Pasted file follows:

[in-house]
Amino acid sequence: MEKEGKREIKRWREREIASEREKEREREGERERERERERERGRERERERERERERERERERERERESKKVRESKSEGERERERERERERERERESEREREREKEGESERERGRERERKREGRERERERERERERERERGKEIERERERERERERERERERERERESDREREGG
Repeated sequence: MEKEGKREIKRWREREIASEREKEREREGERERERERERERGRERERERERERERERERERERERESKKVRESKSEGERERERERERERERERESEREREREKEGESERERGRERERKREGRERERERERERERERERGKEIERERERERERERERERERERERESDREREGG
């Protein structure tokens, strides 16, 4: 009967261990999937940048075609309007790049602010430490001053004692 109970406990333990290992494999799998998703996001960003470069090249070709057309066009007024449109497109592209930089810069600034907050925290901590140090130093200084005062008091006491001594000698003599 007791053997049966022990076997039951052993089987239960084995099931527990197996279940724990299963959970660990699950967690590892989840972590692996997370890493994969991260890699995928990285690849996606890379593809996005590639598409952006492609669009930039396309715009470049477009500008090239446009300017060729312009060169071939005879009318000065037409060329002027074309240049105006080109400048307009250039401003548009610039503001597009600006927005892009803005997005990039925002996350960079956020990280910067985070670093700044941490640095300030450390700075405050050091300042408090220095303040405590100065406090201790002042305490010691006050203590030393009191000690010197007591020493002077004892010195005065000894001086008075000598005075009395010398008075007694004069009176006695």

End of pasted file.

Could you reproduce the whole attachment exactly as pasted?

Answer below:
[in-house]
Amino acid sequence: MEKEGKREIKRWREREIASEREKEREREGERERERERERERGRERERERERERERERERERERERESKKVRESKSEGERERERERERERERERESEREREREKEGESERERGRERERKREGRERERERERERERERERGKEIERERERERERERERERERERERESDREREGG
Repeated sequence: MEKEGKREIKRWREREIASEREKEREREGERERERERERERGRERERERERERERERERERERERESKKVRESKSEGERERERERERERERERESEREREREKEGESERERGRERERKREGRERERERERERERERERGKEIERERERERERERERERERERERESDREREGG
């Protein structure tokens, strides 16, 4: 009967261990999937940048075609309007790049602010430490001053004692 109970406990333990290992494999799998998703996001960003470069090249070709057309066009007024449109497109592209930089810069600034907050925290901590140090130093200084005062008091006491001594000698003599 007791053997049966022990076997039951052993089987239960084995099931527990197996279940724990299963959970660990699950967690590892989840972590692996997370890493994969991260890699995928990285690849996606890379593809996005590639598409952006492609669009930039396309715009470049477009500008090239446009300017060729312009060169071939005879009318000065037409060329002027074309240049105006080109400048307009250039401003548009610039503001597009600006927005892009803005997005990039925002996350960079956020990280910067985070670093700044941490640095300030450390700075405050050091300042408090220095303040405590100065406090201790002042305490010691006050203590030393009191000690010197007591020493002077004892010195005065000894001086008075000598005075009395010398008075007694004069009176006695």